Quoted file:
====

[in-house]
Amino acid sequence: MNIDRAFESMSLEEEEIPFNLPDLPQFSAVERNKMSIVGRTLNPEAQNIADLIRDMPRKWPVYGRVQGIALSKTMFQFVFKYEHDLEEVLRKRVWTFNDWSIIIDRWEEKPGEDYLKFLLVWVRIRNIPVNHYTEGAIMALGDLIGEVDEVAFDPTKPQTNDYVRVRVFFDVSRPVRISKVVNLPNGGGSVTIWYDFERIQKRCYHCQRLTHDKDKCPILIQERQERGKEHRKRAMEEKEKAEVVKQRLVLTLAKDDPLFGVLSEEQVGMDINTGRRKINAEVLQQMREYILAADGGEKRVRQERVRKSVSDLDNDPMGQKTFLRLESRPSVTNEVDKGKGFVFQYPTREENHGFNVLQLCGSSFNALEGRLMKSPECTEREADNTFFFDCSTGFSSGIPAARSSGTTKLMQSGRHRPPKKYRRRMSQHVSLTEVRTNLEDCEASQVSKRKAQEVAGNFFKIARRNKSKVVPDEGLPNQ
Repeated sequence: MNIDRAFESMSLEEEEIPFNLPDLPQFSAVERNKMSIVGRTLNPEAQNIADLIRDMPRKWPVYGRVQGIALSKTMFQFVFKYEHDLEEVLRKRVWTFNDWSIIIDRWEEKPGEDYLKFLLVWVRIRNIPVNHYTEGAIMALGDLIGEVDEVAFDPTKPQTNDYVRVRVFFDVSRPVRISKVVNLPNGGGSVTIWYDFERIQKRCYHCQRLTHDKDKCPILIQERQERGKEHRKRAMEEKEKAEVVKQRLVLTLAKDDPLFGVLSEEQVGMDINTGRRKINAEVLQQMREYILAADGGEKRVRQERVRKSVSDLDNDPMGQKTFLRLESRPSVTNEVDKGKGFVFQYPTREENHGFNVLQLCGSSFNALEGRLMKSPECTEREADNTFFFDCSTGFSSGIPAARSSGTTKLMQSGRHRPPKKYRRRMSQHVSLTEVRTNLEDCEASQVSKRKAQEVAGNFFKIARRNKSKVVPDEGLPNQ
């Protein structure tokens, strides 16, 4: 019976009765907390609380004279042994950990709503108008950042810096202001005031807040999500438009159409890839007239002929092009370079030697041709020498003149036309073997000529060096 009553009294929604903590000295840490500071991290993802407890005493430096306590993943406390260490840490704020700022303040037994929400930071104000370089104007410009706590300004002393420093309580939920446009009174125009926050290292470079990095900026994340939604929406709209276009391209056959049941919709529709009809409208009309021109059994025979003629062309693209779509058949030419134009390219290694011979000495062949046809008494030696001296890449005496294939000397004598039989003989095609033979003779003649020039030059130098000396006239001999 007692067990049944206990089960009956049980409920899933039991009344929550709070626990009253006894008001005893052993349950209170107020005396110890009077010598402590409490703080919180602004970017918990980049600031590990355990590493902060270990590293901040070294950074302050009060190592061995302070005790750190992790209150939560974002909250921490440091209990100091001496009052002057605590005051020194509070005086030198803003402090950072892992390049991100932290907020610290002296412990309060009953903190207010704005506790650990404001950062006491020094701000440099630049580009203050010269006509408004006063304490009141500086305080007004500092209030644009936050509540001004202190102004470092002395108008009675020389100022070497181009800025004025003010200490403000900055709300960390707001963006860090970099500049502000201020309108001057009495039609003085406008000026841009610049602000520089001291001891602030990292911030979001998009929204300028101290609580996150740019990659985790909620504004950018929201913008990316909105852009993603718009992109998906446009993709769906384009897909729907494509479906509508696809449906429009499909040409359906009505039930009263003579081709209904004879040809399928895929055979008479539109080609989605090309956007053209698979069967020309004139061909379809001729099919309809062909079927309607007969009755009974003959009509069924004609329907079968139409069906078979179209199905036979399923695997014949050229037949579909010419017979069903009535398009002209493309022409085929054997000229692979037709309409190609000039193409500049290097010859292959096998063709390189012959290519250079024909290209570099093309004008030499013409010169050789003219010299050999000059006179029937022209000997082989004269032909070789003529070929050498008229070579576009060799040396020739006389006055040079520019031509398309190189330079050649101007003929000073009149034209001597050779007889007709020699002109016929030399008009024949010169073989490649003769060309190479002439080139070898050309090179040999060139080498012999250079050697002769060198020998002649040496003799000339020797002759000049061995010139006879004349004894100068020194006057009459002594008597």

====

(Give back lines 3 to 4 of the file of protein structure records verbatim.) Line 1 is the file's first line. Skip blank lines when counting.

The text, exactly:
Repeated sequence: MNIDRAFESMSLEEEEIPFNLPDLPQFSAVERNKMSIVGRTLNPEAQNIADLIRDMPRKWPVYGRVQGIALSKTMFQFVFKYEHDLEEVLRKRVWTFNDWSIIIDRWEEKPGEDYLKFLLVWVRIRNIPVNHYTEGAIMALGDLIGEVDEVAFDPTKPQTNDYVRVRVFFDVSRPVRISKVVNLPNGGGSVTIWYDFERIQKRCYHCQRLTHDKDKCPILIQERQERGKEHRKRAMEEKEKAEVVKQRLVLTLAKDDPLFGVLSEEQVGMDINTGRRKINAEVLQQMREYILAADGGEKRVRQERVRKSVSDLDNDPMGQKTFLRLESRPSVTNEVDKGKGFVFQYPTREENHGFNVLQLCGSSFNALEGRLMKSPECTEREADNTFFFDCSTGFSSGIPAARSSGTTKLMQSGRHRPPKKYRRRMSQHVSLTEVRTNLEDCEASQVSKRKAQEVAGNFFKIARRNKSKVVPDEGLPNQ
């Protein structure tokens, strides 16, 4: 019976009765907390609380004279042994950990709503108008950042810096202001005031807040999500438009159409890839007239002929092009370079030697041709020498003149036309073997000529060096 009553009294929604903590000295840490500071991290993802407890005493430096306590993943406390260490840490704020700022303040037994929400930071104000370089104007410009706590300004002393420093309580939920446009009174125009926050290292470079990095900026994340939604929406709209276009391209056959049941919709529709009809409208009309021109059994025979003629062309693209779509058949030419134009390219290694011979000495062949046809008494030696001296890449005496294939000397004598039989003989095609033979003779003649020039030059130098000396006239001999 007692067990049944206990089960009956049980409920899933039991009344929550709070626990009253006894008001005893052993349950209170107020005396110890009077010598402590409490703080919180602004970017918990980049600031590990355990590493902060270990590293901040070294950074302050009060190592061995302070005790750190992790209150939560974002909250921490440091209990100091001496009052002057605590005051020194509070005086030198803003402090950072892992390049991100932290907020610290002296412990309060009953903190207010704005506790650990404001950062006491020094701000440099630049580009203050010269006509408004006063304490009141500086305080007004500092209030644009936050509540001004202190102004470092002395108008009675020389100022070497181009800025004025003010200490403000900055709300960390707001963006860090970099500049502000201020309108001057009495039609003085406008000026841009610049602000520089001291001891602030990292911030979001998009929204300028101290609580996150740019990659985790909620504004950018929201913008990316909105852009993603718009992109998906446009993709769906384009897909729907494509479906509508696809449906429009499909040409359906009505039930009263003579081709209904004879040809399928895929055979008479539109080609989605090309956007053209698979069967020309004139061909379809001729099919309809062909079927309607007969009755009974003959009509069924004609329907079968139409069906078979179209199905036979399923695997014949050229037949579909010419017979069903009535398009002209493309022409085929054997000229692979037709309409190609000039193409500049290097010859292959096998063709390189012959290519250079024909290209570099093309004008030499013409010169050789003219010299050999000059006179029937022209000997082989004269032909070789003529070929050498008229070579576009060799040396020739006389006055040079520019031509398309190189330079050649101007003929000073009149034209001597050779007889007709020699002109016929030399008009024949010169073989490649003769060309190479002439080139070898050309090179040999060139080498012999250079050697002769060198020998002649040496003799000339020797002759000049061995010139006879004349004894100068020194006057009459002594008597």